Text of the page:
A coroner who is reopening an investigation or re-examining findings under this section has the power to affirm the findings, vary the findings or quash the findings (s 58(5)). If a person makes an application to the Chief Magistrate to reopen an investigation and that application is refused, the person may appeal to the Supreme Court (s58(7)). The Supreme Court also has the power, upon application, to declare that any or all of the findings of an inquest are void (s 58A). If this occurs, the inquest may be reopened, or even started again from the beginning by a different coroner.
One of the important principles of a democratic judicial system is that people can test the results in a higher court. The ability to have another judicial officer examine the coronial process adds to public confidence in the coroner’s court and ensures that proceedings are conducted with the highest level of accountability and transparency.
Application for care and control of articles (Act s 60 / Rules r 24)
Any person with a legal or equitable right to an article, substance or thing that is in the custody of the coroner may apply for care or control of that article. There is no set form.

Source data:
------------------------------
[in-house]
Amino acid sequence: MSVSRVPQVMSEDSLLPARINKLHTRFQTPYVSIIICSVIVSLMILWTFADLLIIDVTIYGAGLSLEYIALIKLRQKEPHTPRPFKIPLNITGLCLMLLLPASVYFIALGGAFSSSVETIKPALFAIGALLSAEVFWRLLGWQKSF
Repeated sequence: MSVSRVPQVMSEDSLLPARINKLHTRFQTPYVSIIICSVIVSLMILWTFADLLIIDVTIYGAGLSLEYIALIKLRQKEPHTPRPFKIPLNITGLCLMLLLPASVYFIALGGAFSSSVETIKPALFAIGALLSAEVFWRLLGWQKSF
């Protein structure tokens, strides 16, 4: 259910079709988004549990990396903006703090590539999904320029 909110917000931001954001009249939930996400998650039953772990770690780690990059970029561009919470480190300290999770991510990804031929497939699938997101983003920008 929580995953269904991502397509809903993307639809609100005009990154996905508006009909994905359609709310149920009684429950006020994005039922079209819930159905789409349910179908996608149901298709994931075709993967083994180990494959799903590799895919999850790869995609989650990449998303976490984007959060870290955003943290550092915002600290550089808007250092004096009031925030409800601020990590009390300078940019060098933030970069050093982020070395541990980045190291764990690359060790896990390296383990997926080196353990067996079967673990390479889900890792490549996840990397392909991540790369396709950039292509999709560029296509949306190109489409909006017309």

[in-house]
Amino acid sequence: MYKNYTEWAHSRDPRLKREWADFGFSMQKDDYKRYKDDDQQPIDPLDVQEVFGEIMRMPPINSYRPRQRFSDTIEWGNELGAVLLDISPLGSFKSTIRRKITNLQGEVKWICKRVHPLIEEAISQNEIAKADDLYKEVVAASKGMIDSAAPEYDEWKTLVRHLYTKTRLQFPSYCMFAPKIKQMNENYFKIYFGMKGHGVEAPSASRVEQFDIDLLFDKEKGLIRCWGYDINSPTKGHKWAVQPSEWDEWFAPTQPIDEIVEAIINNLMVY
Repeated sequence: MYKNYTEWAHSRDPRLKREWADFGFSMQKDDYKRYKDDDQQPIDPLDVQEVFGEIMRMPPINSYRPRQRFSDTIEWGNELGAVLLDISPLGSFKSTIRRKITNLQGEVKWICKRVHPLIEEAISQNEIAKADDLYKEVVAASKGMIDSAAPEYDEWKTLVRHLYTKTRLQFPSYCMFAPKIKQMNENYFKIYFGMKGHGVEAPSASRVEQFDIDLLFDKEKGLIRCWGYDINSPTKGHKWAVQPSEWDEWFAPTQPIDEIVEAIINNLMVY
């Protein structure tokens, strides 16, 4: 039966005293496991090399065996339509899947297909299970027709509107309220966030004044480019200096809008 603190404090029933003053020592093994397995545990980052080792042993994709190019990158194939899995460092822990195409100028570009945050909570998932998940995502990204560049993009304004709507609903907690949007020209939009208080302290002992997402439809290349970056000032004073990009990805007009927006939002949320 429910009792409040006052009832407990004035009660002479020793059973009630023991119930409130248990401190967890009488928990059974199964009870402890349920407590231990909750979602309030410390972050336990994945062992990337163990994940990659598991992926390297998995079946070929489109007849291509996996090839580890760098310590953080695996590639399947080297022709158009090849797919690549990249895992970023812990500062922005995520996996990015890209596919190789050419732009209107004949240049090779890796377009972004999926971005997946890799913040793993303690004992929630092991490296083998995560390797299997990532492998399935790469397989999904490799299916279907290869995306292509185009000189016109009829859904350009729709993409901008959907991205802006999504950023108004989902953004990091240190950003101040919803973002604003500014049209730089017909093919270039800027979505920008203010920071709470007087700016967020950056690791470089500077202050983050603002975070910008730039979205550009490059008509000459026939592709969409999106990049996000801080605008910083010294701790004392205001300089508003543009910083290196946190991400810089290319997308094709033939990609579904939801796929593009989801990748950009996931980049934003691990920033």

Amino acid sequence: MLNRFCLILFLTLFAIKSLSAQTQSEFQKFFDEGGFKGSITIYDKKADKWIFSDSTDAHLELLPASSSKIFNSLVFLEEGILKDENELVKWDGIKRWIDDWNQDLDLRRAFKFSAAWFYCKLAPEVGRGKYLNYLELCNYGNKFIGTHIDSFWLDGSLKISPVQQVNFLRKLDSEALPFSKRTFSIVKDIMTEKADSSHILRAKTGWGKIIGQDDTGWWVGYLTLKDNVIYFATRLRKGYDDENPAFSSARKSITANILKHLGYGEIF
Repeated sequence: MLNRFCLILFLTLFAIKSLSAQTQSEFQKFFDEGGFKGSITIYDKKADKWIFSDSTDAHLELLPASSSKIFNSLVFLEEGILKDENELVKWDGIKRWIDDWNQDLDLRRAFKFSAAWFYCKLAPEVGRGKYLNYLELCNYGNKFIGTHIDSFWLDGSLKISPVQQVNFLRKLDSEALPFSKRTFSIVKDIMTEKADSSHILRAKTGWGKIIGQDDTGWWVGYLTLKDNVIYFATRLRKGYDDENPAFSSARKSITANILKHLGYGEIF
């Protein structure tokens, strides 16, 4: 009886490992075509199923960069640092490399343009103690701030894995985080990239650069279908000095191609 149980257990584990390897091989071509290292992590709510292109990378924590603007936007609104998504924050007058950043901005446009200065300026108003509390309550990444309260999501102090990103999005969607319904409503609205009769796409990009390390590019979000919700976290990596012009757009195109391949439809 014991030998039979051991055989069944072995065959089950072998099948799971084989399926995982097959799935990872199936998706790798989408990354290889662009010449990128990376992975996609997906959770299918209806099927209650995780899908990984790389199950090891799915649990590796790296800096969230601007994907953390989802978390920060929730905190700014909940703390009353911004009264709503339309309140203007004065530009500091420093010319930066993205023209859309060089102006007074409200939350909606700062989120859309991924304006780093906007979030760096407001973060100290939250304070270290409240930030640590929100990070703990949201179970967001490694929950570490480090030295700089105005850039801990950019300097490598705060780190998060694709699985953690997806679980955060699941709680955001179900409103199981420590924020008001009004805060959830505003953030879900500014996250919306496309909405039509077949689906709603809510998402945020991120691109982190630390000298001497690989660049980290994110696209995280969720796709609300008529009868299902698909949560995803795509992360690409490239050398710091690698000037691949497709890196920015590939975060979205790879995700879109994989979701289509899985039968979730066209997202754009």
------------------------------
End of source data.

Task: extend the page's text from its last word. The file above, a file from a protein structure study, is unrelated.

A coroner can take legal custody of any article, substance or thing for the purpose of an investigation. If you wish to apply for care or control of such an article, you will be required to prove your client’s legal / equitable right to the article as part of the application process.
The coroner has power to make orders (and to hear applications) at any time the articles are in their custody. Any application must be in writing and specify the reasons why the order is sought. The Director of Public Prosecutions and any person to whom this section applies are entitled to be heard on any such application; therefore, they must be served with any application. In this context, ‘any person to whom this section applies’ means any other person who may have a legal or equitable right to the article, substance or thing.